When we look at the economic position of these musicians, an aspect that was less central in the articles but nevertheless highly relevant, the outcomes from the interviews were not very optimistic. Most interviewed musicians struggled with finding ways to earn an income. Record sales and merchandise were often no substantial source of income. Streaming was not a source that could be counted on, as it is uncertain when Spotify adds or removes a song to a playlist, meaning that from one month to the next your revenues can disappear. As already touched upon above, new digital opportunities to monetize attention on social media were not really investigated by musicians. Caused by a number of reasons, musicians struggled with creating substantial sources of income from performing live. First, they perceive a lack of performance opportunities throughout the Netherlands, as musicians wonder how often they can perform in the same region per year before they lose the interest of their audience. Moreover, fees paid for gigs are low (especially for support acts) and often do not cover the costs of renting a van or hiring a sound technician. In addition, acts struggle with building audiences that actually buy tickets for their club tours. As a consequence, the year after their performance at Eurosonic Noorderslag, most musicians still have to invest financially in their career. Because of all this, several of the interviewed musicians are pessimistic about the opportunities to develop an economically sustainable career and opted for a career as amateur or semi-professional. In other words, most of the musicians perceive their chances of establishing an economically sustainable career in music on the basis of a successful act to be small. These musicians might have to look for other jobs in music to make their participation in the music industry long term. In 2021 all musicians will be approached again for an interview to hear how their careers have developed over time.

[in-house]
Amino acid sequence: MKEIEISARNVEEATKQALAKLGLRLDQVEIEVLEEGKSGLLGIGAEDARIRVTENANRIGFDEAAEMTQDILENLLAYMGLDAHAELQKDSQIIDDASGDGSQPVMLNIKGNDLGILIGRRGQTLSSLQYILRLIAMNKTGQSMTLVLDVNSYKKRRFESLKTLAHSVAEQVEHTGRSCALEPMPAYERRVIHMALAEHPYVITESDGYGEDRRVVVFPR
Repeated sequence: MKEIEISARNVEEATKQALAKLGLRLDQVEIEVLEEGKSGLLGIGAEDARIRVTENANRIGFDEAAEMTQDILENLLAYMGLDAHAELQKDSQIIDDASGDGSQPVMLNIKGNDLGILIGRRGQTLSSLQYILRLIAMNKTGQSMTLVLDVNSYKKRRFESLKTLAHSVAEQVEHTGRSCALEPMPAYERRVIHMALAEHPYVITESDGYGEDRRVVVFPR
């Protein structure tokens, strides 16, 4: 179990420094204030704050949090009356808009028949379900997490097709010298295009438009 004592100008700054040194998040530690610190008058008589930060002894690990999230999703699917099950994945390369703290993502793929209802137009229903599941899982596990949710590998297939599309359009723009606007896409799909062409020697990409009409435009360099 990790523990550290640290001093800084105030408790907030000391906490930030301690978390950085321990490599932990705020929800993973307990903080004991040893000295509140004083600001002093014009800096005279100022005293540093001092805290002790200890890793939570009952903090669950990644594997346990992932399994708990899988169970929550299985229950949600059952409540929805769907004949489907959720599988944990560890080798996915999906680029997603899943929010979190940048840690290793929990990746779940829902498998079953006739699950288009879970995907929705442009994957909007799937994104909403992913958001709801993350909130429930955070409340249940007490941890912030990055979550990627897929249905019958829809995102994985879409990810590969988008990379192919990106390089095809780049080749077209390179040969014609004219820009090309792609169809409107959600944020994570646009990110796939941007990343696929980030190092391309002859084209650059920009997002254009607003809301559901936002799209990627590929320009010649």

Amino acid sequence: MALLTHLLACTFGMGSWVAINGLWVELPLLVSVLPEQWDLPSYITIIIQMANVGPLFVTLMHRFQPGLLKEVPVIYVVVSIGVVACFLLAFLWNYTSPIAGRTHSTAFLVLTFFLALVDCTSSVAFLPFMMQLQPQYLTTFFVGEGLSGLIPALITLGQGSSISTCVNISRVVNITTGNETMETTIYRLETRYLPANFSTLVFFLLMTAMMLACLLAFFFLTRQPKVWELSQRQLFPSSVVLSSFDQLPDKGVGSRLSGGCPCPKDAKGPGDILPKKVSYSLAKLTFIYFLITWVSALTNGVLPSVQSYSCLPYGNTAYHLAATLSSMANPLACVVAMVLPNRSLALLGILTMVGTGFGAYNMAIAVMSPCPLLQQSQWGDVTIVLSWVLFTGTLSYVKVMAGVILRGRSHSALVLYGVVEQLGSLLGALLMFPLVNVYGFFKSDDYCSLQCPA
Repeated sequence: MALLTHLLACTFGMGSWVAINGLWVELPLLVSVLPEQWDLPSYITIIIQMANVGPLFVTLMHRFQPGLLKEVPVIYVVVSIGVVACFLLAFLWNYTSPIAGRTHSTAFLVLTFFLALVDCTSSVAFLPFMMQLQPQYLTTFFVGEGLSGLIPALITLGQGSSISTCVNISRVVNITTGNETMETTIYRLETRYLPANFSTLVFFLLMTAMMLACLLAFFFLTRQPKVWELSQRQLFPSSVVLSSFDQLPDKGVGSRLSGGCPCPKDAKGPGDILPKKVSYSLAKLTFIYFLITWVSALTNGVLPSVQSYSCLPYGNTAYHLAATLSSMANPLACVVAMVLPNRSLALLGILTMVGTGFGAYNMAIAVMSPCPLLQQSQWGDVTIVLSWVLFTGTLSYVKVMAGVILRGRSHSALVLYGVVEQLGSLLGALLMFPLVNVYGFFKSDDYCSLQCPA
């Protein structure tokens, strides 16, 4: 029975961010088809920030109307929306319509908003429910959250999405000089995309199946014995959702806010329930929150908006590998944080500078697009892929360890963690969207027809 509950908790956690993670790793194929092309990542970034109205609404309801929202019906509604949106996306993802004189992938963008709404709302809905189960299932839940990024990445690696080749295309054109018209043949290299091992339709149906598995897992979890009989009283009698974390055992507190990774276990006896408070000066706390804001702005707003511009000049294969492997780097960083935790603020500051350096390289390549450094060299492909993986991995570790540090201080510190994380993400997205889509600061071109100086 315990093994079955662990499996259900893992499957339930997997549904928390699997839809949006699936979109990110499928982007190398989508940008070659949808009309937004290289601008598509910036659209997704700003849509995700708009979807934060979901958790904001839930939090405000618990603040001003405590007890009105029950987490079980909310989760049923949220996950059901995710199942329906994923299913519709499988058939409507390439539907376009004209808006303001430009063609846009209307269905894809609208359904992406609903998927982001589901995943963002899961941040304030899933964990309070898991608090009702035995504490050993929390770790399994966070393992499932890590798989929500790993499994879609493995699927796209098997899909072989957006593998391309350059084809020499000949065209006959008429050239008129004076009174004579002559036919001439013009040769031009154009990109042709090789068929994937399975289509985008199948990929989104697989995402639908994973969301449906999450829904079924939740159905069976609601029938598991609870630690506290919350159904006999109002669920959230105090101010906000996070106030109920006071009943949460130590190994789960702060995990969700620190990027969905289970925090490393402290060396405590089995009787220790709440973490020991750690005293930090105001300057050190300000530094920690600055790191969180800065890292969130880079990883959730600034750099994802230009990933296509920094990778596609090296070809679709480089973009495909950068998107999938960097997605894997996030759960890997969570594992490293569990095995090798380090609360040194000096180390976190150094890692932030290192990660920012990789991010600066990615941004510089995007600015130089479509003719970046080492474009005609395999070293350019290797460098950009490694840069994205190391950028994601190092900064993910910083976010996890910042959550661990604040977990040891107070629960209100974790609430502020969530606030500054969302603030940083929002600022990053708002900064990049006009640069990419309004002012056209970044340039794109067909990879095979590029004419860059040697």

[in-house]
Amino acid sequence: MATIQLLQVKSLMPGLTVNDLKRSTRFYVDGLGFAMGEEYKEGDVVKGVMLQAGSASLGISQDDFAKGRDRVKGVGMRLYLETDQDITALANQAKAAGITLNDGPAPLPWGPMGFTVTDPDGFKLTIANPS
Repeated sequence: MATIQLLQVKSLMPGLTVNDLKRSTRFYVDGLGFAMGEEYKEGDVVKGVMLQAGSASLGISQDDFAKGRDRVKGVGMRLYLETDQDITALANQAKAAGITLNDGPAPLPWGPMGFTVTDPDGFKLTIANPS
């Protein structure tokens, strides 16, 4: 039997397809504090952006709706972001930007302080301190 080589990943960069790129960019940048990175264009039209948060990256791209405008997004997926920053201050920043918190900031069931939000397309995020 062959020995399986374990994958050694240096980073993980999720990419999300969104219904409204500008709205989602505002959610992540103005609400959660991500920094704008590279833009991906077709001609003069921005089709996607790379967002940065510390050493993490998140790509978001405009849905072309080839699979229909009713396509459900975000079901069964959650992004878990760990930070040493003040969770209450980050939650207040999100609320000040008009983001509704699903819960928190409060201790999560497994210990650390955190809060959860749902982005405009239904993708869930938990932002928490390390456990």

Outcomes of this research project resulted in two main articles, who are currently under review (they will be presented here on the website as soon as they are published). In addition, findings are used for a cross-country comparison with the UK, investigating the work routines and rationales of musicians in both music industries (forthcoming) and an article that looked into the relationship of cities and their local live pop music ecologies. Results were presented at conferences in Rotterdam, Portugal, Malta and Switzerland. At the end of the POPLIVE project the outcomes of this research project will be used for an advice for the industry.